EPHESUS & HOUSE OF VIRGIN MARY
The ancient city of Ephesus is unique in that it is the only megacity in the ancient world on which not a single structure was built. Ephesus is the most visited site in ancient Ionia, which is the most impressive ancient city of Turkey.
Built as a Greek city, Ephesus later was invaded by several tribes such as the Lydians and Persians. It was a prominent Roman city for a long time and ended its era as a Byzantine city. The majority of the artifacts visible on site are dated to the Roman Empire period. It is estimated that Ephesus has 1.5 million visitors every year.
Founded around 1000 BC, the city of Ephesus was a significant port, opening its gates to connect the East with the West (Asia and Europe). Its geographic position allowed Ephesus to develop as the most important political and commercial center of its time and to be the capital of Asia province during the Roman Empire period. The biggest temple of the Artemis cult based on Anatolia’s ancient mother goddess cult (Kybele) is also located at Ephesus. This temple is one of the Seven Wonders of the Ancient World.
While walking down Curetes Street covered with nothing but marble, you will travel in time to the Roman period as your tourist guide keeps you informed. Do not forget to take a photograph of the mesmerizing view of the Celcus Library, the third largest library of ancient times, while standing at the Hercules Gate. Some of the major sites we visit include the Terrace Houses of the rich and mighty in the Roman Empire period, ancient public bathrooms, the main amphitheatre in which St. Paul also preached to his crowds, and the Temple of Hadrian.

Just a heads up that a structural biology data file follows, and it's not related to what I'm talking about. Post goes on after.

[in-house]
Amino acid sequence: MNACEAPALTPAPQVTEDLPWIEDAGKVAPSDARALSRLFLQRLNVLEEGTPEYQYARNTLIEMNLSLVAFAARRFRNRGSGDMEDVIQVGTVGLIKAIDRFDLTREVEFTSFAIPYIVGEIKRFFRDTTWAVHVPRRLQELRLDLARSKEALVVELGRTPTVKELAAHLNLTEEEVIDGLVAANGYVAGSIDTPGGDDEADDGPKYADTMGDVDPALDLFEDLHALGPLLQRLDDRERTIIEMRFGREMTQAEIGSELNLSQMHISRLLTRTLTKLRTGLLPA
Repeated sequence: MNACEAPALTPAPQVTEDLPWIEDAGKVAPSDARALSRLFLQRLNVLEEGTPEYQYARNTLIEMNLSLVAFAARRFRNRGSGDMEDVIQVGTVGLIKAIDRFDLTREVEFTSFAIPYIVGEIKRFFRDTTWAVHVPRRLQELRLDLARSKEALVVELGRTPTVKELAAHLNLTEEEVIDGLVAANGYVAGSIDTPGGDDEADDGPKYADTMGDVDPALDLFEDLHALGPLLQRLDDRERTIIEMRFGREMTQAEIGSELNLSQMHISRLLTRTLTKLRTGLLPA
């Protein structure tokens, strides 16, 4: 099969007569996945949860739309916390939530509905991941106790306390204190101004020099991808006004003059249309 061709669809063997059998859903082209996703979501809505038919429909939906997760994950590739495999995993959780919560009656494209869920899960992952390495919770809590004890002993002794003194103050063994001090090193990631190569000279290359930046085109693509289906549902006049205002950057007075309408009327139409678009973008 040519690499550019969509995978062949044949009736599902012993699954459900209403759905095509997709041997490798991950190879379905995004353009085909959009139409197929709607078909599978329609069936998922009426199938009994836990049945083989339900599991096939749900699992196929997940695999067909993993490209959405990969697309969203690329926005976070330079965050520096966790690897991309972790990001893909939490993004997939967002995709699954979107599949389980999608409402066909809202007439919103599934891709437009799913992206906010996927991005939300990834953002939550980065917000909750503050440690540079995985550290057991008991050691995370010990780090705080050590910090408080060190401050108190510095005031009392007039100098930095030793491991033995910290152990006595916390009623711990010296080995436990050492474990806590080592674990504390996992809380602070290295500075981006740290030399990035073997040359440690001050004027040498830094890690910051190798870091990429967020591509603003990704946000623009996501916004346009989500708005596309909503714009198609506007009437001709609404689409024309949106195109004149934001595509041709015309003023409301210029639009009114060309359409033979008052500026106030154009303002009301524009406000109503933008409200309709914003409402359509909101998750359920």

Only 15% of Ephesus has been revealed, and excavations still continue. After the city tour of Ephesus, we will head to the House of Virgin Mary, which is 6 km away.
The House of the Virgin Mary is a church on Bülbüldağı Mountain in Selçuk. It is believed to be the last home of the Virgin Mary, where she spent her final days with St. John. This church is a pilgrimage site for Christians since it is believed to be located very near the burial site of Virgin Mary.
The House of the Virgin Mary is also considered to be holy by Muslims and visited by many looking for a remedy for the sick by making vows for prayers to come true. The reason that this church was named as the House of the Virgin Mary could be related to the decision of the Ecumenical Council that gathered in Ephesus in 431; they concluded that the Virgin Mary gave birth to Jesus Christ as the son of God.
The House of the Virgin Mary was first visited by Pope Paul VI in 1967, then by Pope John Paul II in 1979, and by Pope Benedict XVI in 2006. Therefore, the House is now considered a pilgrimage center for the Christian world and continues to gain importance due to an annual mass held in August for the occasion of the rite of the Assumption of Mary.
After Ephesus and the House of the Virgin Mary, you may want to visit local workshops of pottery and weaving that reflect the artistry derived from many cultures settled in Ephesus throughout the history.